Much has happened since April 2018 when, in response to media reports of sexual misconduct allegations against former sport minister Darryl Smith, Government spokespeople claimed no knowledge, limited knowledge or “nothing untoward”.
At the time, Prime Minister Dr Keith Rowley was “trying to find out what went on there”; Planning Minister Camille Robinson-Regis did not know “where you all are getting this story…The media is trying to make a story out of a non-story. I don’t know if you all are pursuing real issues (instead of) trying to set an agenda”; and Attorney General Faris al-Rawi and Minister Stuart Young suggested it was a routine labour dispute.
The public and alleged victim Carrie-Ann Moreau, Smith’s former personal secretary, were justified in expecting a swift, procedurally proper investigation. Under the innocuous banner of “wrongful dismissal” had unfolded a precise detailing of 45 days of sexual harassment allegedly perpetrated by a then holder of ministerial office, corroborated by other members of staff. It stirred a national conversation about sexual harassment in the workplace.
Apart from the obvious necessity for accountability from Smith, much else relies on the findings and fate of the report into his conduct while he was minister: a) the use and ethics of non-disclosure agreements in the public service; b) the conduct of permanent secretary Joan Mendez to whom Ms Moreau claimed she took her complaint; c) the practice and policies around contracted personal ministerial staff etc.
The report by Permanent Secretary Jacqueline Wilson, Folade Mutota and Elaine Green was submitted on June 4, 2018. Its findings regarding the conduct of some public officers had to be overseen by the Public Service Commission, said the Prime Minister, and they were following due process and natural justice. The public interpreted that to mean the Government was addressing whatever legal matters arose with a view to releasing the report.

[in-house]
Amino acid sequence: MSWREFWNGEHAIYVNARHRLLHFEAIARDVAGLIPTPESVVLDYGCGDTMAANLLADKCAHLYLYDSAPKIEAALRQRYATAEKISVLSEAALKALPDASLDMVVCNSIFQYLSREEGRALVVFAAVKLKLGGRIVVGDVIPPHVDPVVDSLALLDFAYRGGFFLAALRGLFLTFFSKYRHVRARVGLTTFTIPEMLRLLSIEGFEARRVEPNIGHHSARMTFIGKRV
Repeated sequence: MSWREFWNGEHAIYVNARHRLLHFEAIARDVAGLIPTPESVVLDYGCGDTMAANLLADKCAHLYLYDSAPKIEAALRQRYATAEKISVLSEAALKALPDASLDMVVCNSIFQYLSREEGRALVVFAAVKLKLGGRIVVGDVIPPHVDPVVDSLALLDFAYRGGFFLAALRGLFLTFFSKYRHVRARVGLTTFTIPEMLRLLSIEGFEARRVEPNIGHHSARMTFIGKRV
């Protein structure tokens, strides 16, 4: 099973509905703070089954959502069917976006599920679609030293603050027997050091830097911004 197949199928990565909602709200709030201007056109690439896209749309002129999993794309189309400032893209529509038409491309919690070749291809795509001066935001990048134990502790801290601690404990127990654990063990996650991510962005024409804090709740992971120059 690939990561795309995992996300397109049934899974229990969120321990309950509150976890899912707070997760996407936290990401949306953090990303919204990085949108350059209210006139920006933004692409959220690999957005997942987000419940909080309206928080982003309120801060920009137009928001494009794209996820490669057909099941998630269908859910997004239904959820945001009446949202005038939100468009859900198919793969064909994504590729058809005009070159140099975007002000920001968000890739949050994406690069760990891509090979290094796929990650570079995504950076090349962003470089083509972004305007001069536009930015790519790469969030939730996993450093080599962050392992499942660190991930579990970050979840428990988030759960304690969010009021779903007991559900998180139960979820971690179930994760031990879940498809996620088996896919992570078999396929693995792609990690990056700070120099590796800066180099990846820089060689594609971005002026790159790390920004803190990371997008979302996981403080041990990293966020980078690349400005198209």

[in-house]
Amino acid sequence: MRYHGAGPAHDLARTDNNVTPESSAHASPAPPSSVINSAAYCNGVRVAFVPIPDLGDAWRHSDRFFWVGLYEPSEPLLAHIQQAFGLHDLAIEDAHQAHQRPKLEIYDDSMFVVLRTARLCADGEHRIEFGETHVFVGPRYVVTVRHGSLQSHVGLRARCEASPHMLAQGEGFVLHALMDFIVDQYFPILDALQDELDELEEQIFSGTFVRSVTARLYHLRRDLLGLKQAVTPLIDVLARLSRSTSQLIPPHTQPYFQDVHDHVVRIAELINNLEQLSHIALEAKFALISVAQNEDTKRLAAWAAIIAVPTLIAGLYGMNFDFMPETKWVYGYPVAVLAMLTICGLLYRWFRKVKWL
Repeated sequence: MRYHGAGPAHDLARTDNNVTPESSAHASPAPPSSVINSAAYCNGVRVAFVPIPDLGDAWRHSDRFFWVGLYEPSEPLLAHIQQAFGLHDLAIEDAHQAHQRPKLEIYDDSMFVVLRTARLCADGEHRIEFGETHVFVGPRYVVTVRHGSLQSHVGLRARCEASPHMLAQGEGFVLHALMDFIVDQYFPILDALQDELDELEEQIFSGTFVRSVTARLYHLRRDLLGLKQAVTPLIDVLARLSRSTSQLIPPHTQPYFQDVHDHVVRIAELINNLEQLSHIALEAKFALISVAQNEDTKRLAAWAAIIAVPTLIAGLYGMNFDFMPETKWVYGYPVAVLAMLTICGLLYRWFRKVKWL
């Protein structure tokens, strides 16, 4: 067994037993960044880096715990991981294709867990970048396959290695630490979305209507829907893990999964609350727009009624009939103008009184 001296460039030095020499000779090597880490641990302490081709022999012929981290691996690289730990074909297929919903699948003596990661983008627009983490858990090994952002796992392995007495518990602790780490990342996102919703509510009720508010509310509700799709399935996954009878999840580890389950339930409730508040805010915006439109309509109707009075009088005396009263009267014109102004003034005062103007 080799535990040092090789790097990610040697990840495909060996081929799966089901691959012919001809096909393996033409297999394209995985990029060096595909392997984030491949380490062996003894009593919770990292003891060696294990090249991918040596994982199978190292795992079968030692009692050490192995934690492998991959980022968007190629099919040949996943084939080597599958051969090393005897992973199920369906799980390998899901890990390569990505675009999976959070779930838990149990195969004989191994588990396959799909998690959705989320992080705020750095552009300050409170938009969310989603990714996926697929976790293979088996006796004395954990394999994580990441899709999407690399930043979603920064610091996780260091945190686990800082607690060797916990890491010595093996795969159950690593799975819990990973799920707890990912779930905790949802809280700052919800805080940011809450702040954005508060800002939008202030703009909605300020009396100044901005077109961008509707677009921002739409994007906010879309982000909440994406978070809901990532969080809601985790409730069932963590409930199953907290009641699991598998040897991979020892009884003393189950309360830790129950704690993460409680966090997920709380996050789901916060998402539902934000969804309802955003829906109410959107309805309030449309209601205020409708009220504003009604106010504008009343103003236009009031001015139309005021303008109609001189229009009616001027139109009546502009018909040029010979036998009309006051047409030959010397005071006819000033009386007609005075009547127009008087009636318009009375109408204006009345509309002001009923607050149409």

This newspaper is unsure what is meant by the report being “unusable” and why simple remedies could not be found in 16 months. We concur with attorney Martin George that it is “highly unacceptable for the Government to not properly account to citizens on such serious allegations…There must be clear and direct accounting…”
The Freedom of Information application being heard before the court should have been an unnecessary default. We find ineptitude of the three-member committee a tough ask and urge the Government to facilitate release of the report. Ms Moreau’s witness statement filed in the Industrial Court, and reported in this newspaper, is a persuasive account of misbehaviour. The investigation has been done. In the absence of access to those informed findings compiled by the Committee, Ms Moreau’s statement stands as a powerful and unanswered accusation.